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Thread: Prove a cubed inverse matrix is the same as an inverse cubed matrix

  1. #1
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    Prove a cubed inverse matrix is the same as an inverse cubed matrix

    I have been asked to prove that the for a generic matrix A that, $\displaystyle (A^3)^{-1}$ is the same as $\displaystyle (A^{-1})^3$. I have no idea how to start this, any ideas would be much appreciated.

    Pretty much the wording is prove that A cubed, then inversed is the same as A inversed then cubed.
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  2. #2
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    $\displaystyle \left(A^3\right)^{-1}$ is, by definition, the matrix, B, such that $\displaystyle B(A^3)= (A^3)B= I$, the identity matrix. Show that this is true for $\displaystyle (A^{-1})^3A^3$ and $\displaystyle A^3(A^{-1})^3$.
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  3. #3
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    Done.

    Thank you very much, i know what to do. I'll do it just in case anyone else looks at this thread.
    First $\displaystyle (A^{-1})^3A^3$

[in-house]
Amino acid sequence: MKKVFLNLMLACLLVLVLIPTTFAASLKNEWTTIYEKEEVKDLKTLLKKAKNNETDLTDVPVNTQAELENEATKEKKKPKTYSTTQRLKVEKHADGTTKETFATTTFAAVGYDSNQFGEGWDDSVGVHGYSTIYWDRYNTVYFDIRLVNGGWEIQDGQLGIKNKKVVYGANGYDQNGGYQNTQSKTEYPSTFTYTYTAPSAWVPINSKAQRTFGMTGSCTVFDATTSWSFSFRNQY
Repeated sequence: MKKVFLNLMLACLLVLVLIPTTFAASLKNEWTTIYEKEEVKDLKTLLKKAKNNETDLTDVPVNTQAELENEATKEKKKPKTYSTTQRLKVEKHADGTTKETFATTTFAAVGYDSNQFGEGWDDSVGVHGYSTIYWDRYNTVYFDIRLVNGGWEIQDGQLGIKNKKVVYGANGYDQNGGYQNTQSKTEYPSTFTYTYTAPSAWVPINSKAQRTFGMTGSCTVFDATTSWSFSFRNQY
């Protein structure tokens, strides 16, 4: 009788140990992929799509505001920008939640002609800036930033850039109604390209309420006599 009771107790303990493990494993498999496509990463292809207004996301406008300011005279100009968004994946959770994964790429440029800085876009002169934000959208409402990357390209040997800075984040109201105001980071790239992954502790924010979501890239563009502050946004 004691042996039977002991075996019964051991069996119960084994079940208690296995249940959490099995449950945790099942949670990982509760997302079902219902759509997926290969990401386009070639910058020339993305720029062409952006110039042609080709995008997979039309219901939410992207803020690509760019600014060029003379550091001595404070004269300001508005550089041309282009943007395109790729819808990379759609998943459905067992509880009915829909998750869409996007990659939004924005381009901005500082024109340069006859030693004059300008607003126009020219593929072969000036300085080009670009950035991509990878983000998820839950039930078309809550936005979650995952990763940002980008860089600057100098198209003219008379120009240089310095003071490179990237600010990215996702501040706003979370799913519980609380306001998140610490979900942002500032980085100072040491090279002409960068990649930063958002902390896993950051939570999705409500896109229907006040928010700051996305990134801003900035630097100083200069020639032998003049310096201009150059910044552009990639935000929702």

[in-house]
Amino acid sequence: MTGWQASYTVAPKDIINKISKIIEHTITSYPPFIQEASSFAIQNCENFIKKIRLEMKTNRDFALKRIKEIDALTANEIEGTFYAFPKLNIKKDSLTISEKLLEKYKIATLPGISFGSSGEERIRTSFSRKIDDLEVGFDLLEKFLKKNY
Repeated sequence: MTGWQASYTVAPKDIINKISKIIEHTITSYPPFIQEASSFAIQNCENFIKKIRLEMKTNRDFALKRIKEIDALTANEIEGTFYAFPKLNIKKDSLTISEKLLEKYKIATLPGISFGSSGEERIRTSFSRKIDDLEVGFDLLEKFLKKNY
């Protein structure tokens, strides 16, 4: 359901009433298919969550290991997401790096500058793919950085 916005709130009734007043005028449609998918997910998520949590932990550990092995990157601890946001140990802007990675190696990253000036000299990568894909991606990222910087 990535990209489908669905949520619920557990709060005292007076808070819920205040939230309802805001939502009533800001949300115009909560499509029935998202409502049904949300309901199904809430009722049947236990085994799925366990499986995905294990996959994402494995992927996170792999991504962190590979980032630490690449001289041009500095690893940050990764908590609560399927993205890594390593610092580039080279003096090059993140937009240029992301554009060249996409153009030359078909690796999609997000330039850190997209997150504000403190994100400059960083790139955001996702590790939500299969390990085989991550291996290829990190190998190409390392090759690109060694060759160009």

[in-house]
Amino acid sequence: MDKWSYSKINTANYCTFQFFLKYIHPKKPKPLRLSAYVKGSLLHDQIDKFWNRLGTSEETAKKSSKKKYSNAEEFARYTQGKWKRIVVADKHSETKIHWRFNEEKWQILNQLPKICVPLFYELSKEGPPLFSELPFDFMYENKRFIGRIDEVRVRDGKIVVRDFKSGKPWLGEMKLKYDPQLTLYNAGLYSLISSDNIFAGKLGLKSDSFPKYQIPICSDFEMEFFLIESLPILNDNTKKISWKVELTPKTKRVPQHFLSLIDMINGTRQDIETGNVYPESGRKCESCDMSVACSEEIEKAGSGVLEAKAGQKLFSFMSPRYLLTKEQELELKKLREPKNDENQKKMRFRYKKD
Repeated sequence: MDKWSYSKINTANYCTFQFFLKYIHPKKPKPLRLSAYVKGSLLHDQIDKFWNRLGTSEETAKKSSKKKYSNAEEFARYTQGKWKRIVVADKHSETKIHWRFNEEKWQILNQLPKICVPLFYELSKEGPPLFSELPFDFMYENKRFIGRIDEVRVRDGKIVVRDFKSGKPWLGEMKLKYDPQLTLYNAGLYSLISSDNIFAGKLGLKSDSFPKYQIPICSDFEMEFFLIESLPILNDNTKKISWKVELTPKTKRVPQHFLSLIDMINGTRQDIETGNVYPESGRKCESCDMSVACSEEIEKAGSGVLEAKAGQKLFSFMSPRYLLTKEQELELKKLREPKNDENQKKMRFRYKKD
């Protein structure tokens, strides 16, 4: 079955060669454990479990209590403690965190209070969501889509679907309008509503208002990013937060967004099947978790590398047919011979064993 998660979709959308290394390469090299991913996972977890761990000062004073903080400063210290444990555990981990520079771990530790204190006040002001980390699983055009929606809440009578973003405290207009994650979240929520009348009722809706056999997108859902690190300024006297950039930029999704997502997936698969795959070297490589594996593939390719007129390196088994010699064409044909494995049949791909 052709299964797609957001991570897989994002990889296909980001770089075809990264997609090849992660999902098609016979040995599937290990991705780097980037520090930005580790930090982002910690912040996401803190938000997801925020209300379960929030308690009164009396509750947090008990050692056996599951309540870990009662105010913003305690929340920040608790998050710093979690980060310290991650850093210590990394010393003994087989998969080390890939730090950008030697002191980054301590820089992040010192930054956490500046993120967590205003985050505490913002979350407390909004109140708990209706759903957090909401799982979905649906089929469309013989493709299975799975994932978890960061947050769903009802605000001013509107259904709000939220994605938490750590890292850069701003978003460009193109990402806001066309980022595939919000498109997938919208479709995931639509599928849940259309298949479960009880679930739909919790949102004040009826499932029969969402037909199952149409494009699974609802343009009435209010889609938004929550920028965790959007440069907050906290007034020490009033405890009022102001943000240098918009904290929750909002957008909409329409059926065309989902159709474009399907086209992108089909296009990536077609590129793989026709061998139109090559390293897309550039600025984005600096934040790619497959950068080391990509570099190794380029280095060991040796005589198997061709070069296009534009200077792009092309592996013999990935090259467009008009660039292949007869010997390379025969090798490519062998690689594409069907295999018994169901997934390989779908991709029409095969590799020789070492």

$\displaystyle (A^{-1})^3$ becomes $\displaystyle A^{-1}A^{-1}A^{-1}$
    $\displaystyle (A^3)$ becomes $\displaystyle AAA$
    and $\displaystyle AA^{-1} = I $ and $\displaystyle AI=A$ and $\displaystyle A^{-1}I=A^{-1}$
    Combining these facts makes:
    $\displaystyle AAAA^{-1}A^{-1}A^{-1}$ this becomes,
    $\displaystyle AAIA^{-1}A^{-1}$ which becomes,
    $\displaystyle AAA^{-1}A^{-1}$, after we do that a few times we get,
    $\displaystyle I$

    This also works for,
    $\displaystyle A^{-1}A^{-1}A^{-1}AAA$
    Please let me know if i did that right
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  4. #4
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    Yes, that's exactly what you needed to do.

    Now you use the fact that a matrix has at most one inverse to argue that $\displaystyle (A^{-1})^3= (A^3)^{-1}$.
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